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After about 11 years of data collection, scientists studying a star system 20 light years away have discovered a world a little bigger than Earth. That world is in the middle of the habitable zone around it's parent star, that area is also known as the 'Goldilocks Zone' because it isn't too hot or too cold for liquid water to exist.
To put that into comparison, Earth is also in the middle of our Sun's habitable zone.
You can get more info about the discovery here.
This is really just fantastic honestly! I have been waiting to hear this line for a long time, "The fact that we were able to detect this planet so quickly and so nearby tells us that planets like this must be really common."
I've heard countless times that they thought a planet like Earth was few and far between yet there were likely chances others like our's existed, but now they say they are likely common? Love it. It could be decades or more but I hope sooner or later complex life is discovered on another planet. Nothing could excite me more honestly.
Actually, what I'm waiting for is the discovery of 'Endor' worlds. If you remember the 'forest moon of Endor' from Star Wars it was an Earth-like moon around a gas giant planet. I've been looking at the lists of exoplanets (it's almost 500 planets now) and there are LOTS of large gas giant planets inside the habitable zones of other stars.... and some of them are way bigger than Jupiter so the likelyhood of having large habitable moons is pretty high.
Another example of that type of world was in the movie Avatar.
Last edited by Wowzers; October 01, 2010 at 12:02 AM.
There is something weird in the article mentioned. It is said "if these are rare, we shouldn't have been able to find one so soon". Seems like a rather absurd comment. The whole issue is about probability. In that sense, this planet being close does not provide evidence that planets like earth are in any way common. It is not impossible that there is a planet similar to earth near earth, it is merely unlikely. Who is the say the next planet similar to earth is actually on the other side of the galaxy? Even if we found that there are 100 habitable worlds in distances which could be considered "close" to earth, if those 100 planets are the only of their kind then by all intents and purposes habitable worlds would be absurdly rare.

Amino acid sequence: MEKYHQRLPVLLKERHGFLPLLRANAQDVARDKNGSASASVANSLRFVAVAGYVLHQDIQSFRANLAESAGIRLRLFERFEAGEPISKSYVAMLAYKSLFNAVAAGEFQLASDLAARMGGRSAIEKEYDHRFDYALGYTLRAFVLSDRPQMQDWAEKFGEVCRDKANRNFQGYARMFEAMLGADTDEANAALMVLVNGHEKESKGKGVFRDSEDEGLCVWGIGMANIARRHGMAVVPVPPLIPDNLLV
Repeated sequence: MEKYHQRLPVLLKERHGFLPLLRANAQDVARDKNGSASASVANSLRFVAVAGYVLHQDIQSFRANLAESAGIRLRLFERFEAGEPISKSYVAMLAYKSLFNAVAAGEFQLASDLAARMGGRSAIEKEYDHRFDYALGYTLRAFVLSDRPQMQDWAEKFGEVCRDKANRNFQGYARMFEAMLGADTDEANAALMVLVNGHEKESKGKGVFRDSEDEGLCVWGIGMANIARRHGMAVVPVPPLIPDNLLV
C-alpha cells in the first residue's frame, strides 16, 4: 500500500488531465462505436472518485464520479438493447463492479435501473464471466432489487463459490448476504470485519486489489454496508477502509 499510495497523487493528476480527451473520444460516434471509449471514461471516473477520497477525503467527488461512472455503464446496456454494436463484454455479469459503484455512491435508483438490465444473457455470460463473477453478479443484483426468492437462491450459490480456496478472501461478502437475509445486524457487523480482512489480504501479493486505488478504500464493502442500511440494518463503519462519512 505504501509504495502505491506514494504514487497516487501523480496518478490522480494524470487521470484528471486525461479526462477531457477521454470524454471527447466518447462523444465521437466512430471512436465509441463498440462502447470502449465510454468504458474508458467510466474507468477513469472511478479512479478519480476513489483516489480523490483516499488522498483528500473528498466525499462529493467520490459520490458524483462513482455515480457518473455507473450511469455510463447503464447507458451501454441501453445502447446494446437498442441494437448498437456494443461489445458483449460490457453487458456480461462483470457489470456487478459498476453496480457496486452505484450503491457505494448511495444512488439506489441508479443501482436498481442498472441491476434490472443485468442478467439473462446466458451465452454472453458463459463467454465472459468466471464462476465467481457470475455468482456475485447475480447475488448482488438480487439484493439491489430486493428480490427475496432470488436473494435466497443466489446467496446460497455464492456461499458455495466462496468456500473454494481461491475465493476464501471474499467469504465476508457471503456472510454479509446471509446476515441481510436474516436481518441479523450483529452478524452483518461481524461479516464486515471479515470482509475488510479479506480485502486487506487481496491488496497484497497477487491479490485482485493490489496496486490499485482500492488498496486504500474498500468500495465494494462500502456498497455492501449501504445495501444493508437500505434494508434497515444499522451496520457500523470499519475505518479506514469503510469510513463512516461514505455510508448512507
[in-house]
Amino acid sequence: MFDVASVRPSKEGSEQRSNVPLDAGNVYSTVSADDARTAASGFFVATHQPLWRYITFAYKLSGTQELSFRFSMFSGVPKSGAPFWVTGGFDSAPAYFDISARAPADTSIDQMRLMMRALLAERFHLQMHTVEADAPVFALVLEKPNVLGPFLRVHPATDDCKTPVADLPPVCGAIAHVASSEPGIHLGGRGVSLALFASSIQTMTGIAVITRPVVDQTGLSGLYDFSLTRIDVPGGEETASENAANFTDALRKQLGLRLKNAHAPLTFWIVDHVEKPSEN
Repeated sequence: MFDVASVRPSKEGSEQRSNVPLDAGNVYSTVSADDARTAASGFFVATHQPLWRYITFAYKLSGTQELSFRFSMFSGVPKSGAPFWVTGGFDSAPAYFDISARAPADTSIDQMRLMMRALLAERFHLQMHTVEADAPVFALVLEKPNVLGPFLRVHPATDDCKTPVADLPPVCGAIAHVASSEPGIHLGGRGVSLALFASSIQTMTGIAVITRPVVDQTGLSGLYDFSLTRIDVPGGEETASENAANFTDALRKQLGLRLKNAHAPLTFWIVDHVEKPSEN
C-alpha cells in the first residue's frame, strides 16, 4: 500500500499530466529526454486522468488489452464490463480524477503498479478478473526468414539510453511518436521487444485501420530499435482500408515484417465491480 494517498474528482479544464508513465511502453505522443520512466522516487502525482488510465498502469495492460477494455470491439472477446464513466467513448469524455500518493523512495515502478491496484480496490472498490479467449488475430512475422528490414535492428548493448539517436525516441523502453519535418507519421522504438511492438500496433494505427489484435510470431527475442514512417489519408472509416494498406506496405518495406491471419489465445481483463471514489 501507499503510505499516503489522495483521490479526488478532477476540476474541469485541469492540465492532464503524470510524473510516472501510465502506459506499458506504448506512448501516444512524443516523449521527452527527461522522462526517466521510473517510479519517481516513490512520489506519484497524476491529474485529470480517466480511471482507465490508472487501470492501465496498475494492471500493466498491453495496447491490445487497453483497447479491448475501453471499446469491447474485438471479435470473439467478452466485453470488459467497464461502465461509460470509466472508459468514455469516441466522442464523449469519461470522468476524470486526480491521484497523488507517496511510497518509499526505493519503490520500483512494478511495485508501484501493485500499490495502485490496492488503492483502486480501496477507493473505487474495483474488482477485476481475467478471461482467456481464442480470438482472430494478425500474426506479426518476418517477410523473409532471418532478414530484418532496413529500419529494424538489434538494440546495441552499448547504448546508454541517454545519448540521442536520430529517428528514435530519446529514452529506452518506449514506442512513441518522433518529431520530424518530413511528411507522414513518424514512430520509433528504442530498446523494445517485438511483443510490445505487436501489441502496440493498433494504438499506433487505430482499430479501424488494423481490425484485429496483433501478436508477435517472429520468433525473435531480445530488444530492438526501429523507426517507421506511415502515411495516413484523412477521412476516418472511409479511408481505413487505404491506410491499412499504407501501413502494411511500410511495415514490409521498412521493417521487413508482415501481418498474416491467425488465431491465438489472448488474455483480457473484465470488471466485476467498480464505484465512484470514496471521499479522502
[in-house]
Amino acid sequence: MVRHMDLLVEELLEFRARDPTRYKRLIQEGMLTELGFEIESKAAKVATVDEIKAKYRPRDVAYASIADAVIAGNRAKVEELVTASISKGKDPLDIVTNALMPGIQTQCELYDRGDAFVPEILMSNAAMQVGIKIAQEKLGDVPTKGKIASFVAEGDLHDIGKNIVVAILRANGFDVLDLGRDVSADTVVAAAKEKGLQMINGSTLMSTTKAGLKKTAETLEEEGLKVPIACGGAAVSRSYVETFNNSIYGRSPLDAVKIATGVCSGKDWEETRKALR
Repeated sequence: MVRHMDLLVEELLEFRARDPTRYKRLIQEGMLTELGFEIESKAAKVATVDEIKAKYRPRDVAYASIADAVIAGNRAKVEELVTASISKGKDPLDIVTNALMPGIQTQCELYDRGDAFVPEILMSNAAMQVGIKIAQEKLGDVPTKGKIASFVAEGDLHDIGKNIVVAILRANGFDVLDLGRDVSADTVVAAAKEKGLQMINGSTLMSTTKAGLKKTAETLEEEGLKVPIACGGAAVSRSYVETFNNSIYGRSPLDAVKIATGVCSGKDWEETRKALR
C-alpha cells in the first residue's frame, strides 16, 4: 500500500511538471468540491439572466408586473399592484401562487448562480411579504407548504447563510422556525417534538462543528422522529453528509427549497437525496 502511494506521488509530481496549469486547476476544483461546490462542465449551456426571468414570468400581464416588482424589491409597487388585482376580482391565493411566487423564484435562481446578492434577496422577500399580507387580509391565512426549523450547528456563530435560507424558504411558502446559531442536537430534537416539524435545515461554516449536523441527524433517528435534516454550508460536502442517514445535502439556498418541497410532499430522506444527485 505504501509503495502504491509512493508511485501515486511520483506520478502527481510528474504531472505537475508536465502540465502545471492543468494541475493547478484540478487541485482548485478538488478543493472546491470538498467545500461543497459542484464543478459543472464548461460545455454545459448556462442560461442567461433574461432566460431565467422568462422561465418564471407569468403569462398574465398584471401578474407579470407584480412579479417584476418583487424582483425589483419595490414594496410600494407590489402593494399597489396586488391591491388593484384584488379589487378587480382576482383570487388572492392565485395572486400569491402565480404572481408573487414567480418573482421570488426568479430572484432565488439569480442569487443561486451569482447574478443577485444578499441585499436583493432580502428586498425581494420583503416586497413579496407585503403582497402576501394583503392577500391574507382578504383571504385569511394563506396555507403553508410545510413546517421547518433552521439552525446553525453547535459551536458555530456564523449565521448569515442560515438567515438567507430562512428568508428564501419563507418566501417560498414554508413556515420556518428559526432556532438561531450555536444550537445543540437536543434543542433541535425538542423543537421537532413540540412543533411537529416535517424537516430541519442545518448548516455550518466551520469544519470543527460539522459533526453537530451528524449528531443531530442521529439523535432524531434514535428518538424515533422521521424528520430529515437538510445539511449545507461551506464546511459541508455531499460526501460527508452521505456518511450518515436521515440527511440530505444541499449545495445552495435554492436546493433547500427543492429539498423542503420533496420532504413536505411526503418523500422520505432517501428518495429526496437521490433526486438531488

Rarity is a relative term: there are an estimated 125 billion galaxies in the universe, so the probability of at least one star per galaxy having a habitable planet is very high. Odds are that billions of planets are within the habitable zone of a star, large enough for gravity to hold an atmosphere and maintain a magnet field to protect from stellar radiation. Considering the moons of Titan and Europa in our Solar System there may be bodies that meet the requirements to sustain life without being in the habitable zones of extra-solar stars.
It's interesting but imo all these expenses spent on such things are way too much compared to the problems we still have on our own planet. I simply don't see how this information could be of any worth to us. Not only is it most likely physically impossible to ever reach it, we also are far away from reaching any other planets.
Well, some of us believe information in itself has value. Of course it has no practical use within the immediate short term however this knowledge could lead to many other fascinating discoveries(proving there is life in other planets would be outright epic and definitely change our view of the world for instance).
Also i agree with kkck about the odd statement that those planets shouldn't be a rarity,because they found it surprisingly quick.It could be the only one in the whole universe and we happened to find it already.There could also be a thrillion and we will find another two next week.As kkck already said,it's all about probability.